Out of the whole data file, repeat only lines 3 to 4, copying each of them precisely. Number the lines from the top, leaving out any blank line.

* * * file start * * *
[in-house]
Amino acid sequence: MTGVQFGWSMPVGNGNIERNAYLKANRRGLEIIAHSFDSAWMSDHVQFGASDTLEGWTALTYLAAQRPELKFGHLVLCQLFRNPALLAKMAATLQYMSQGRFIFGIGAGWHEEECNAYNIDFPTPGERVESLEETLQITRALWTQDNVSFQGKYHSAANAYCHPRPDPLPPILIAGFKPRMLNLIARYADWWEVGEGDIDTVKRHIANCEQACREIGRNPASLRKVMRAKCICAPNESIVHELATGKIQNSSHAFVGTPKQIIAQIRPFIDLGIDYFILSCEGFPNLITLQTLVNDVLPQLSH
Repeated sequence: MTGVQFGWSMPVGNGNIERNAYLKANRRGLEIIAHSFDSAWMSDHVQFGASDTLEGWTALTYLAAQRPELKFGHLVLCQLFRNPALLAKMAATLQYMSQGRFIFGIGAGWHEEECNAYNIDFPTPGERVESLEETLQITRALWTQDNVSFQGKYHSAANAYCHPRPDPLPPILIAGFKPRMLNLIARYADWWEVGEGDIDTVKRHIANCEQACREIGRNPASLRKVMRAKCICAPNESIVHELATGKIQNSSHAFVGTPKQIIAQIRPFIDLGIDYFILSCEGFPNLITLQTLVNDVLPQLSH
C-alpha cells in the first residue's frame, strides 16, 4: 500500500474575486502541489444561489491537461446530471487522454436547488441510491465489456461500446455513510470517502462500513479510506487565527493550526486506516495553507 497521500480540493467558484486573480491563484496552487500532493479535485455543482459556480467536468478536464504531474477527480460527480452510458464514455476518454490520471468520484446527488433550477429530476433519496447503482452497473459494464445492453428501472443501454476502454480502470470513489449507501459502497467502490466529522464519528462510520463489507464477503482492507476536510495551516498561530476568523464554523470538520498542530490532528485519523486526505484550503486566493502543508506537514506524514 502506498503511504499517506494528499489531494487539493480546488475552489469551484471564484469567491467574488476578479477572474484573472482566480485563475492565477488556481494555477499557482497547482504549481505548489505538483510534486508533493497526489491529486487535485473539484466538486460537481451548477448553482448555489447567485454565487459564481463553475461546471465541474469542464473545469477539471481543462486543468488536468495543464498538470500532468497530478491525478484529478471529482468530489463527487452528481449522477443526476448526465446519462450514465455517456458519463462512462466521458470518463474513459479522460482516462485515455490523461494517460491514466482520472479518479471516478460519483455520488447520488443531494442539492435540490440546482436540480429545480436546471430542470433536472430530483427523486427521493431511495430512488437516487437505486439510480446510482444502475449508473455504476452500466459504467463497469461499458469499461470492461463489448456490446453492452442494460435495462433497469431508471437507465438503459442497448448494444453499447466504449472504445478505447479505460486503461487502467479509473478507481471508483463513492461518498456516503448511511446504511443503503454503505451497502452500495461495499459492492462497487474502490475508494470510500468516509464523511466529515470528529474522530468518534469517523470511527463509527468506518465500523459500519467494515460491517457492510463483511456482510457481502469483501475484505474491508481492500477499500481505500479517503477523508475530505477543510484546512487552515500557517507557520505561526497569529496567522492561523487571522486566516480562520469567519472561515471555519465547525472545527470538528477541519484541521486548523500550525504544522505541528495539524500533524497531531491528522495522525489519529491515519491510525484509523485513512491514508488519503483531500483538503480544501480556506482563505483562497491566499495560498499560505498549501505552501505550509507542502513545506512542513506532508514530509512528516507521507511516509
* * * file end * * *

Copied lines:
Repeated sequence: MTGVQFGWSMPVGNGNIERNAYLKANRRGLEIIAHSFDSAWMSDHVQFGASDTLEGWTALTYLAAQRPELKFGHLVLCQLFRNPALLAKMAATLQYMSQGRFIFGIGAGWHEEECNAYNIDFPTPGERVESLEETLQITRALWTQDNVSFQGKYHSAANAYCHPRPDPLPPILIAGFKPRMLNLIARYADWWEVGEGDIDTVKRHIANCEQACREIGRNPASLRKVMRAKCICAPNESIVHELATGKIQNSSHAFVGTPKQIIAQIRPFIDLGIDYFILSCEGFPNLITLQTLVNDVLPQLSH
C-alpha cells in the first residue's frame, strides 16, 4: 500500500474575486502541489444561489491537461446530471487522454436547488441510491465489456461500446455513510470517502462500513479510506487565527493550526486506516495553507 497521500480540493467558484486573480491563484496552487500532493479535485455543482459556480467536468478536464504531474477527480460527480452510458464514455476518454490520471468520484446527488433550477429530476433519496447503482452497473459494464445492453428501472443501454476502454480502470470513489449507501459502497467502490466529522464519528462510520463489507464477503482492507476536510495551516498561530476568523464554523470538520498542530490532528485519523486526505484550503486566493502543508506537514506524514 502506498503511504499517506494528499489531494487539493480546488475552489469551484471564484469567491467574488476578479477572474484573472482566480485563475492565477488556481494555477499557482497547482504549481505548489505538483510534486508533493497526489491529486487535485473539484466538486460537481451548477448553482448555489447567485454565487459564481463553475461546471465541474469542464473545469477539471481543462486543468488536468495543464498538470500532468497530478491525478484529478471529482468530489463527487452528481449522477443526476448526465446519462450514465455517456458519463462512462466521458470518463474513459479522460482516462485515455490523461494517460491514466482520472479518479471516478460519483455520488447520488443531494442539492435540490440546482436540480429545480436546471430542470433536472430530483427523486427521493431511495430512488437516487437505486439510480446510482444502475449508473455504476452500466459504467463497469461499458469499461470492461463489448456490446453492452442494460435495462433497469431508471437507465438503459442497448448494444453499447466504449472504445478505447479505460486503461487502467479509473478507481471508483463513492461518498456516503448511511446504511443503503454503505451497502452500495461495499459492492462497487474502490475508494470510500468516509464523511466529515470528529474522530468518534469517523470511527463509527468506518465500523459500519467494515460491517457492510463483511456482510457481502469483501475484505474491508481492500477499500481505500479517503477523508475530505477543510484546512487552515500557517507557520505561526497569529496567522492561523487571522486566516480562520469567519472561515471555519465547525472545527470538528477541519484541521486548523500550525504544522505541528495539524500533524497531531491528522495522525489519529491515519491510525484509523485513512491514508488519503483531500483538503480544501480556506482563505483562497491566499495560498499560505498549501505552501505550509507542502513545506512542513506532508514530509512528516507521507511516509